Evaluation of metrics for benchmarking antimicrobial use in the UK dairy industry

Authors Organisations
  • Harriet L. Mills(Author)
    University of Bristol
  • Andrea Turner(Author)
    University of Bristol
  • Lisa Morgans(Author)
    University of Bristol
  • Jonathan Massey(Author)
    University of Bristol
  • Hannah Schubert(Author)
    University of Bristol
  • Gwen Rees(Author)
    University of Bristol
  • David Barrett(Author)
    University of Bristol
  • Andrew Dowsey(Author)
    University of Bristol
  • Kristen K. Reyher(Author)
    University of Bristol
Type Review article
Original languageEnglish
Pages (from-to)379-379
Number of pages9
JournalVeterinary Record
Issue number13
Publication statusPublished - 31 Mar 2018
Externally publishedYes
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The issue of antimicrobial resistance is of global concern across human and animal health. In 2016, the UK government committed to new targets for reducing antimicrobial use (AMU) in livestock. Although a number of metrics for quantifying AMU are defined in the literature, all give slightly different interpretations. This paper evaluates a selection of metrics for AMU in the dairy industry: total mg, total mg/kg, daily dose and daily course metrics. Although the focus is on their application to the dairy industry, the metrics and issues discussed are relevant across livestock sectors. In order to be used widely, a metric should be understandable and relevant to the veterinarians and farmers who are prescribing and using antimicrobials. This means that clear methods, assumptions (and possible biases), standardised values and exceptions should be published for all metrics. Particularly relevant are assumptions around the number and weight of cattle at risk of treatment and definitions of dose rates and course lengths; incorrect assumptions can mean metrics over-represent or under-represent AMU. The authors recommend that the UK dairy industry work towards the UK-specific metrics using the UK-specific medicine dose and course regimens as well as cattle weights in order to monitor trends nationally.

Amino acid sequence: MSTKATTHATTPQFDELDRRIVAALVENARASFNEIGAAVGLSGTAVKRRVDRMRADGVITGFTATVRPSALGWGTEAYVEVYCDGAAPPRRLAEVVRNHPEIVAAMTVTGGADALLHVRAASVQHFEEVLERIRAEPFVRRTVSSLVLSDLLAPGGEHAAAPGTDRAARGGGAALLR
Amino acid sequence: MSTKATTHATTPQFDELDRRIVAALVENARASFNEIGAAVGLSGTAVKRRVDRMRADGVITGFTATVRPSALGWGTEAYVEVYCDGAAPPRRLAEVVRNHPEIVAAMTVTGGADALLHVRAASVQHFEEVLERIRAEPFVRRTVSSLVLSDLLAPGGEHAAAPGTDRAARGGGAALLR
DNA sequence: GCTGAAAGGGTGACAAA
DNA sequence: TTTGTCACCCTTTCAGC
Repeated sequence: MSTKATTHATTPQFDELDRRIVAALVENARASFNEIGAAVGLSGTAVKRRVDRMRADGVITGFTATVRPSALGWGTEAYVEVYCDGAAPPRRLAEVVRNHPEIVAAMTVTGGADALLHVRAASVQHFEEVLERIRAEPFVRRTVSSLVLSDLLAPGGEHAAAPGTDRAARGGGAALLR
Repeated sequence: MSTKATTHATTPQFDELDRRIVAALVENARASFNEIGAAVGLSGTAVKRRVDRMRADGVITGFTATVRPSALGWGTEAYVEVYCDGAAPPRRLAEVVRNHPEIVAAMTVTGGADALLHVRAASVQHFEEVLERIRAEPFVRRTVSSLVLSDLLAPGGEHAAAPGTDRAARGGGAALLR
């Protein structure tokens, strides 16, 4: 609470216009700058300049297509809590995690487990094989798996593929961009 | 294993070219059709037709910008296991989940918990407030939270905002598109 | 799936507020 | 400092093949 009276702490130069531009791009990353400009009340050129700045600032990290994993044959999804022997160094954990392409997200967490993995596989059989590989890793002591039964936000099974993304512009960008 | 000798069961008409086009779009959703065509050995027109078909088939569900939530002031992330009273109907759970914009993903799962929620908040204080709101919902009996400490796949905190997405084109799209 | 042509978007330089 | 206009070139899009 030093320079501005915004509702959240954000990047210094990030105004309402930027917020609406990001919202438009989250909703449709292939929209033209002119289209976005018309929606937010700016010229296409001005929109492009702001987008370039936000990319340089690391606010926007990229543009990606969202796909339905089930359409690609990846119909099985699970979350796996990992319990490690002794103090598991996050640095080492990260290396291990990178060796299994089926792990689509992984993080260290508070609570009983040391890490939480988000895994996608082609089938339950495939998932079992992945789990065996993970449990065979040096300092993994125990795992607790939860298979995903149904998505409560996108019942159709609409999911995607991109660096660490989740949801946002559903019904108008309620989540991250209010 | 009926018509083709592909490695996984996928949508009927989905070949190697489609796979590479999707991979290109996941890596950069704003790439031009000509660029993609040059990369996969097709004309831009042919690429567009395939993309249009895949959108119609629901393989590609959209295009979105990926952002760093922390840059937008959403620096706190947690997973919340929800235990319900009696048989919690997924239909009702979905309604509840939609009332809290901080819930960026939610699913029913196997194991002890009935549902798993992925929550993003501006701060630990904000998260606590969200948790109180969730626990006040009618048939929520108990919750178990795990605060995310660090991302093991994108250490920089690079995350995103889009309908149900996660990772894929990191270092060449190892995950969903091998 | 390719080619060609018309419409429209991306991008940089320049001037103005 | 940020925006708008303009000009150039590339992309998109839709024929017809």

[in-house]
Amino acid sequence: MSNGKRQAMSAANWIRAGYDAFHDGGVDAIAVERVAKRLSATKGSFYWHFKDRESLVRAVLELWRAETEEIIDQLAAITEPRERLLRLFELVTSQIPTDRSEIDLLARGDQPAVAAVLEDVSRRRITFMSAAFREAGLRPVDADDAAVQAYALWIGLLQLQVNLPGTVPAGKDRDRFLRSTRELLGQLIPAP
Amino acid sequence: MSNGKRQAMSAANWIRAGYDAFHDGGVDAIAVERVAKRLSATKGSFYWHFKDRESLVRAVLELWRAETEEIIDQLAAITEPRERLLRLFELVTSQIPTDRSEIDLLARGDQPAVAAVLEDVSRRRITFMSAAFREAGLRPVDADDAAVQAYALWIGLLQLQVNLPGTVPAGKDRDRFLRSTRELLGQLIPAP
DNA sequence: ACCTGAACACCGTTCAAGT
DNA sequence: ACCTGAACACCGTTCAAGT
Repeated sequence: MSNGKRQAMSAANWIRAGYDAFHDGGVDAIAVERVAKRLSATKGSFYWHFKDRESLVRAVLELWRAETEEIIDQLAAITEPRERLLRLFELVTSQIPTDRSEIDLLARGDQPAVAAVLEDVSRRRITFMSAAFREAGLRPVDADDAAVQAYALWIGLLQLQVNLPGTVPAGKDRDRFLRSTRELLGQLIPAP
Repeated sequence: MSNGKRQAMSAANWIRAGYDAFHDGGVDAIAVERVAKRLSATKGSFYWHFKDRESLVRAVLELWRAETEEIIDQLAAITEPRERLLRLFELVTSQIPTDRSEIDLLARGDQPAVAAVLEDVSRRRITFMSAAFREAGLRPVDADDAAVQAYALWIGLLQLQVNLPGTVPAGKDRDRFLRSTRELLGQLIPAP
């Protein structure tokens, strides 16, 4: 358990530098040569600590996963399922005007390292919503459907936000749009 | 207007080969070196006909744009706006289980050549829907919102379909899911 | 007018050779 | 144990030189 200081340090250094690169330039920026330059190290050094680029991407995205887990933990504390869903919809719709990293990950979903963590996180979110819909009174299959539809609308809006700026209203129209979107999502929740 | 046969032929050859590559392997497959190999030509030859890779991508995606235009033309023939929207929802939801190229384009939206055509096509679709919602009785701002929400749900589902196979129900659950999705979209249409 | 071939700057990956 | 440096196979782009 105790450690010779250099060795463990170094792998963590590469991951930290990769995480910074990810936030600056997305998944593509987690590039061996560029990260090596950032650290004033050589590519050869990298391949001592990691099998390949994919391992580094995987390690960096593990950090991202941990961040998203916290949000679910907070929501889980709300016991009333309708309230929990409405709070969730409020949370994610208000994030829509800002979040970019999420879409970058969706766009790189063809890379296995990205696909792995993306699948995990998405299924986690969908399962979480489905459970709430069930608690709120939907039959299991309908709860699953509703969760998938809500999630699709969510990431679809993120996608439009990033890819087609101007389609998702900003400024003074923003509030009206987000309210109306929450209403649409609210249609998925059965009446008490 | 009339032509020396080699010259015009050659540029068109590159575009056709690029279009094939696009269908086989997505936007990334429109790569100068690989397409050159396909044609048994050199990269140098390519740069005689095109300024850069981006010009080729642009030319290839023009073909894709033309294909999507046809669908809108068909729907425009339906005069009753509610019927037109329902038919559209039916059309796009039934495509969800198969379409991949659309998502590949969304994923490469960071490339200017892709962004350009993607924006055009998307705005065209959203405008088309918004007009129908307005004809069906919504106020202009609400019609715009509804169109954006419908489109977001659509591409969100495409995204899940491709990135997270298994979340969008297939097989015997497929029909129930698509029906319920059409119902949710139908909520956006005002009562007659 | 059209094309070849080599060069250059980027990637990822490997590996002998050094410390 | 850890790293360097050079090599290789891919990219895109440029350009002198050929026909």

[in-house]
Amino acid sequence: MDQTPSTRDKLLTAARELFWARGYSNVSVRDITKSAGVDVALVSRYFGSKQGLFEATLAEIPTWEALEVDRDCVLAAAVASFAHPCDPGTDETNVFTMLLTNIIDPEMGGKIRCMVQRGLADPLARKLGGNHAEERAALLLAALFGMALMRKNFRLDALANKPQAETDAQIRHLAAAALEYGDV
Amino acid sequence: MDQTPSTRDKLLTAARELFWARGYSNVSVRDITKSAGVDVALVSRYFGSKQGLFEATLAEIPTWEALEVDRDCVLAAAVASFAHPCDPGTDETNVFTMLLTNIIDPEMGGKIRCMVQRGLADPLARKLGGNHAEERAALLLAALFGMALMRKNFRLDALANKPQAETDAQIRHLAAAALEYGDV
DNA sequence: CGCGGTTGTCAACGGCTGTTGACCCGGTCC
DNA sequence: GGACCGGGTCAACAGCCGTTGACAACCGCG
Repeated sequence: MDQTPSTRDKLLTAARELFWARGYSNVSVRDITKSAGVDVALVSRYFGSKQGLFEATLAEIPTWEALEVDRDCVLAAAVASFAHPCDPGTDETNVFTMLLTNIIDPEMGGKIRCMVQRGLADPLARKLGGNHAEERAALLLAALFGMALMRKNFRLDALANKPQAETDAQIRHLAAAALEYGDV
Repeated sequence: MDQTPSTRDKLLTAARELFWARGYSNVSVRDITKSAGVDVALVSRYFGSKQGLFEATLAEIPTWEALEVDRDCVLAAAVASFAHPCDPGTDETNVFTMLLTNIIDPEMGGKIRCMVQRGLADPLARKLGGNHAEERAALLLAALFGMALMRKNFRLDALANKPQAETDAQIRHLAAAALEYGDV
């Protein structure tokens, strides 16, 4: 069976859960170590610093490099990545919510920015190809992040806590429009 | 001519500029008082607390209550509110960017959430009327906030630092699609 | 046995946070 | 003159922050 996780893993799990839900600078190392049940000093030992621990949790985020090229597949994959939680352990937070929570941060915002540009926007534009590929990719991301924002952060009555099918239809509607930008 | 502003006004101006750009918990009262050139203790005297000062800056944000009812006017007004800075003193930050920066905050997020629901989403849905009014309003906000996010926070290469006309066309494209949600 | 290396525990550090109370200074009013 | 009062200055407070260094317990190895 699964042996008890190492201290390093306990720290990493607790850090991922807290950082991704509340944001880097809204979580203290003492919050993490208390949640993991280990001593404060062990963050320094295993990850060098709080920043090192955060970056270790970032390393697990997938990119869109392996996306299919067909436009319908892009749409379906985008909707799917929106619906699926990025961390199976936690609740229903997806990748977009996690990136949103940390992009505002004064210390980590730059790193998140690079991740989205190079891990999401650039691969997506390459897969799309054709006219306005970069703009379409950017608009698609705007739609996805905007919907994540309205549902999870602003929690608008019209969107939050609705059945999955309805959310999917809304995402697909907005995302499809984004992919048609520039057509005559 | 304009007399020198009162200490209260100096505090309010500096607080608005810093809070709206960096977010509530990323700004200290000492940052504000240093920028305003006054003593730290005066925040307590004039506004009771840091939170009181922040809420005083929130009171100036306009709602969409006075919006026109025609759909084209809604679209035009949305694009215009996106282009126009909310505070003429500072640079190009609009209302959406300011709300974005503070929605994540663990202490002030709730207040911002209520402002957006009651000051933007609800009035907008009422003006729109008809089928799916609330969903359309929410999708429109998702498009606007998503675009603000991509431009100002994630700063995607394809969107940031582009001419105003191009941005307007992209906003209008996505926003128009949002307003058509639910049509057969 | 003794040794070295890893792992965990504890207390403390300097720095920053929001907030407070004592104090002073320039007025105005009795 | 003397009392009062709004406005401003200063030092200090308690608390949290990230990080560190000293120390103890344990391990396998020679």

• antimicrobial Use, antimicrobial resistance, dairy cattle